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The simple present is a verb tense used in English that expresses the idea that a certain action is occurring in the present, often used with actions or states of being that are ongoing or reoccurring. This particular tense can also indicate that some action began in the past and continues into the present, unlike past tense verbs that indicate an action began and ended in the past. Some uses of the simple present can also indicate that an action is going to continue to happen into the future, but that it is also going on in the present as well.
In English, there are four different forms of the present tense, all of which are used in some way to indicate that an action is occurring in the present time. One of the most basic and simple forms of the present tense is the simple present, upon which the other three forms all expand. The simple present can be created by using a subject and then using an appropriate verb that is in the basic present tense form.
For regular verbs in English, this is typically formed simply by using the verb itself for first, second, and third person plural, and adding an "-s" to the end of it for third person singular. Examples of the simple present in first person include "I run" and "I jump." In second person, or third person plural, this tense is formed in much the same way such as "You run" or "They jump," while in third person singular, an "-s" is typically added to the end: "He runs" or "She jumps."
The simple present is used to express an action that is ongoing or reoccurring, as it indicates that something is happening in the present though it is not necessarily happening in the immediate moment of the statement. "I run everyday" indicates an ongoing action extended into the present, though the speaker may not be running in that particular moment. "You jump every time I sneeze" indicates an action that is reoccurring, though it is not necessarily happening in that instant. "They dance together every Friday" indicates ongoing actions that continue into the present and implies that the action is likely to continue into the future as well.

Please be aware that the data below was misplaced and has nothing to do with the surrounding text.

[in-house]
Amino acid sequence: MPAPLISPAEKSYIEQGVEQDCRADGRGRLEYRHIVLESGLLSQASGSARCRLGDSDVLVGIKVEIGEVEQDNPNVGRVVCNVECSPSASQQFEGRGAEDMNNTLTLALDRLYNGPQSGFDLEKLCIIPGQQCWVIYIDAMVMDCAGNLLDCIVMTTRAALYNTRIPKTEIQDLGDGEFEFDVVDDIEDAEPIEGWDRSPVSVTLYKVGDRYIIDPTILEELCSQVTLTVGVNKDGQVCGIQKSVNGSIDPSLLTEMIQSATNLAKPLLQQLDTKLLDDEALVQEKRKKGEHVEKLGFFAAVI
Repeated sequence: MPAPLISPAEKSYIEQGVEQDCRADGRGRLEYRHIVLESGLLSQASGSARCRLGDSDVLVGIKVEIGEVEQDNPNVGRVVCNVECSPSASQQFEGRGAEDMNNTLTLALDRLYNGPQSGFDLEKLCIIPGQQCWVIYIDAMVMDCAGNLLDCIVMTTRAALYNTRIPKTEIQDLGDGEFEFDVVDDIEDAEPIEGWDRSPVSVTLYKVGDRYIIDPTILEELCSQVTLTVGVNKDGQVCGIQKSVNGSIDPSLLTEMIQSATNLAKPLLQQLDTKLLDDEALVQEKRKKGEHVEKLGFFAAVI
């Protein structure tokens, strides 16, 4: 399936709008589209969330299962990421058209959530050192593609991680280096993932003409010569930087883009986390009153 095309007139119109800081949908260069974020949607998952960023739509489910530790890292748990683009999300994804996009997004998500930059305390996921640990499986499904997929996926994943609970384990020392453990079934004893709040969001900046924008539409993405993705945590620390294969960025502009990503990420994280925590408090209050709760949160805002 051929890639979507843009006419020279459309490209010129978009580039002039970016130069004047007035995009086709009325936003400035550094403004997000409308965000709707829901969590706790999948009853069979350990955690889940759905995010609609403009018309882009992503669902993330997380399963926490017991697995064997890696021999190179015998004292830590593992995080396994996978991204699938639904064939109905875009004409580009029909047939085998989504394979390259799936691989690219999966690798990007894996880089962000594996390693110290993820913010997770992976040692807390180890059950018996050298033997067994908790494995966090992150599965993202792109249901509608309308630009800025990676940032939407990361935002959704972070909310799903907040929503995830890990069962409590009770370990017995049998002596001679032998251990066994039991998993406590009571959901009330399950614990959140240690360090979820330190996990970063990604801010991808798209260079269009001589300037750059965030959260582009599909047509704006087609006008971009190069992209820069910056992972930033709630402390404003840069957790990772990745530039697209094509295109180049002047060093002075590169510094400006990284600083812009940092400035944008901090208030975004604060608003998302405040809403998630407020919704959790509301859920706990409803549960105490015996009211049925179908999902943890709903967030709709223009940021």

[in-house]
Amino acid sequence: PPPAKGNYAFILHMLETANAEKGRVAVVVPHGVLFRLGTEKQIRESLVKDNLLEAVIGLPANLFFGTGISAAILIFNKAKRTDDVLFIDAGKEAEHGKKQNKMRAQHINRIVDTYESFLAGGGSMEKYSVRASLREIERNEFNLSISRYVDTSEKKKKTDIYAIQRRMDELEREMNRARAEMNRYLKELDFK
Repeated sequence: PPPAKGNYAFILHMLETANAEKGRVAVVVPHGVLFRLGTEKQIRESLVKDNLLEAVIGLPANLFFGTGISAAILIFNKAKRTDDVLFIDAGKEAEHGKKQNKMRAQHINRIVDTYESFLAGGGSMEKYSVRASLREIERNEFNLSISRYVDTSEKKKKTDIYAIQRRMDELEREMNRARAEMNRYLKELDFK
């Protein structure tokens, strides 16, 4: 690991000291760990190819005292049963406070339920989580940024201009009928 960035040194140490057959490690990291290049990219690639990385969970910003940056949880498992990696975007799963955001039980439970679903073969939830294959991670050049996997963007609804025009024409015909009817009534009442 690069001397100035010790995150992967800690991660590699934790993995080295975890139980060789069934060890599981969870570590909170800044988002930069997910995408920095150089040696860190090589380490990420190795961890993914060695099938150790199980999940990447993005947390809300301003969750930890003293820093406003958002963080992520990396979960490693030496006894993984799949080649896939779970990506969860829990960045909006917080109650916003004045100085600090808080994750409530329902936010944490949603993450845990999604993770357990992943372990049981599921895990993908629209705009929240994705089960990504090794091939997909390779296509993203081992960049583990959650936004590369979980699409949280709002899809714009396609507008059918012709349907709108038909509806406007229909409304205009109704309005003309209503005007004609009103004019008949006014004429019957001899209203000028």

This tense can also be used to indicate scheduled events in the near future, like the departure of a flight or the start of a party. In this case, the statement is phrased as "The plane leaves at 6 p.m. tonight," or, "The class starts at 8:00 tomorrow morning."
Other forms of the present tense often spring from the simple present, though they can express more complicated ideas. The present progressive, for example, indicates an action is happening in that moment, such as "I am jumping." Present perfect tense is used to indicate that something has happened in the present that is a change of condition when compared to the past, such as "I have learned about the present tense." The present perfect progressive, which is quite a bit more complicated than the simple present, indicates that something has been happening in the past and continues to happen, such as "I have been running for hours."
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